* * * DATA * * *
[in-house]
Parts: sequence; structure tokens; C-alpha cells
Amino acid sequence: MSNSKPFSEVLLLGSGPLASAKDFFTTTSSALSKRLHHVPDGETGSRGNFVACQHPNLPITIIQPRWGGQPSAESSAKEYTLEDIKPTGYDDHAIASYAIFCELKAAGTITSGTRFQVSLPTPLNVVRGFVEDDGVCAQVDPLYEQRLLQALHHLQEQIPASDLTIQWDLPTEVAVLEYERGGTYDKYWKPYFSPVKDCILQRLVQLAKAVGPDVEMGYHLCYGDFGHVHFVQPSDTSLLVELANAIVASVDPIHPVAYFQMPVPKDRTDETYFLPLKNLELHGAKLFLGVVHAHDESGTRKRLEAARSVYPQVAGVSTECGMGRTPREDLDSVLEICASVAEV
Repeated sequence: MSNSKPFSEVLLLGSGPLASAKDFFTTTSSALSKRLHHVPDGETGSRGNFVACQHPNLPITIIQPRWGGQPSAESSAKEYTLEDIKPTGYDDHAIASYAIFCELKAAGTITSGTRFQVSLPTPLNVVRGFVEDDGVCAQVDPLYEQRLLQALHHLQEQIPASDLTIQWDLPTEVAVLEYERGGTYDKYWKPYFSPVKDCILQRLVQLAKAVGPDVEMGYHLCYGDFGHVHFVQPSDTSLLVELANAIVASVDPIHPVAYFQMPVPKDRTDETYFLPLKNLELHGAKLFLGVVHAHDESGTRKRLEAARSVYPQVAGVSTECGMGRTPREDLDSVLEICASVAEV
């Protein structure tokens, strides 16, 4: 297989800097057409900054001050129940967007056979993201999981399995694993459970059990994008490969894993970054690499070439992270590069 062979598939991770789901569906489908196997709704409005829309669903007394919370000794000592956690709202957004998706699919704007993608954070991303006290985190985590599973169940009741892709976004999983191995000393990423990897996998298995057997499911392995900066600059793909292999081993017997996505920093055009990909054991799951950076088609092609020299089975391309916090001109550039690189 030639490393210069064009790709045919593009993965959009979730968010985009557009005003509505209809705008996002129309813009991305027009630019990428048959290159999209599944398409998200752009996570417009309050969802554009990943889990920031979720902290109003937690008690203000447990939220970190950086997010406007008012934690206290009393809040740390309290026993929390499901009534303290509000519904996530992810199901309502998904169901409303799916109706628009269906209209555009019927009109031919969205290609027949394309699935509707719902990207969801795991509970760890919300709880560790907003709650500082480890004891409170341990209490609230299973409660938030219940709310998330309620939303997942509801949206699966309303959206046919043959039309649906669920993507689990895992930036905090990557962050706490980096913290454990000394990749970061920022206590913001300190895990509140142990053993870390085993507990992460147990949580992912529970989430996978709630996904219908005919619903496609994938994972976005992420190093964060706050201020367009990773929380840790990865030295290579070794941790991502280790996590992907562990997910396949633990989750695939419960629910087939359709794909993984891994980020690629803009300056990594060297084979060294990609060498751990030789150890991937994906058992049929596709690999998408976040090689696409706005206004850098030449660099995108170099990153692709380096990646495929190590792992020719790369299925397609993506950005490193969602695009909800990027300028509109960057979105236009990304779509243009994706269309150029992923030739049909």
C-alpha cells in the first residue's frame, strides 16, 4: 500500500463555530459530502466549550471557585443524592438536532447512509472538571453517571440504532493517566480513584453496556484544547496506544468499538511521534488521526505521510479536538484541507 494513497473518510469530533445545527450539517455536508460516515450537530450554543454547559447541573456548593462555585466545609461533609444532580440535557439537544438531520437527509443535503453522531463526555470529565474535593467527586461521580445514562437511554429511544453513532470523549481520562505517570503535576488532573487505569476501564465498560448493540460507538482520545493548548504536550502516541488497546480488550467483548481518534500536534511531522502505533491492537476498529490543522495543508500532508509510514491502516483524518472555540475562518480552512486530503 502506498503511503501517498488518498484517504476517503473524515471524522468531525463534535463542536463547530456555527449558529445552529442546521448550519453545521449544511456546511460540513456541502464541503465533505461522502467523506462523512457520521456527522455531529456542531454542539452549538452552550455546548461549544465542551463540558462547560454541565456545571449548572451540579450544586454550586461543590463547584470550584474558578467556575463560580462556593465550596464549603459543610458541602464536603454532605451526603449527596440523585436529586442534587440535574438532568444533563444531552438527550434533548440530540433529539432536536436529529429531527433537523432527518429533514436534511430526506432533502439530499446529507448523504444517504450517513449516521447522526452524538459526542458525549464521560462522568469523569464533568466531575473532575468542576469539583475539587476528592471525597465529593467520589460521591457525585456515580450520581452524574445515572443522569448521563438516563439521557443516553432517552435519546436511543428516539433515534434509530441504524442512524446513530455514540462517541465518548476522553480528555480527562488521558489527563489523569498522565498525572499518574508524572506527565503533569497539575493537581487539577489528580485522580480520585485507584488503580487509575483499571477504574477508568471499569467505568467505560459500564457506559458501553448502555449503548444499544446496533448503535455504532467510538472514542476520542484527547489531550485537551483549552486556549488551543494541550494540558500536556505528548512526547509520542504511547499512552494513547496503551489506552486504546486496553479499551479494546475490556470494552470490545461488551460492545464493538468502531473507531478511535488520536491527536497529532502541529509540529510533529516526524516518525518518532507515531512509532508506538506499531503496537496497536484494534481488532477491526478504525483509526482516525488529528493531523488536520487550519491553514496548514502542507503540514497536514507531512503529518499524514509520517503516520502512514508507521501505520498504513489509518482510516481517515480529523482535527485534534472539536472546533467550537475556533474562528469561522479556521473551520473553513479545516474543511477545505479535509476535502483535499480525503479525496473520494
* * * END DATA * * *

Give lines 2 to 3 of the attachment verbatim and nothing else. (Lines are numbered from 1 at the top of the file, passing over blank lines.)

Parts: sequence; structure tokens; C-alpha cells
Amino acid sequence: MSNSKPFSEVLLLGSGPLASAKDFFTTTSSALSKRLHHVPDGETGSRGNFVACQHPNLPITIIQPRWGGQPSAESSAKEYTLEDIKPTGYDDHAIASYAIFCELKAAGTITSGTRFQVSLPTPLNVVRGFVEDDGVCAQVDPLYEQRLLQALHHLQEQIPASDLTIQWDLPTEVAVLEYERGGTYDKYWKPYFSPVKDCILQRLVQLAKAVGPDVEMGYHLCYGDFGHVHFVQPSDTSLLVELANAIVASVDPIHPVAYFQMPVPKDRTDETYFLPLKNLELHGAKLFLGVVHAHDESGTRKRLEAARSVYPQVAGVSTECGMGRTPREDLDSVLEICASVAEV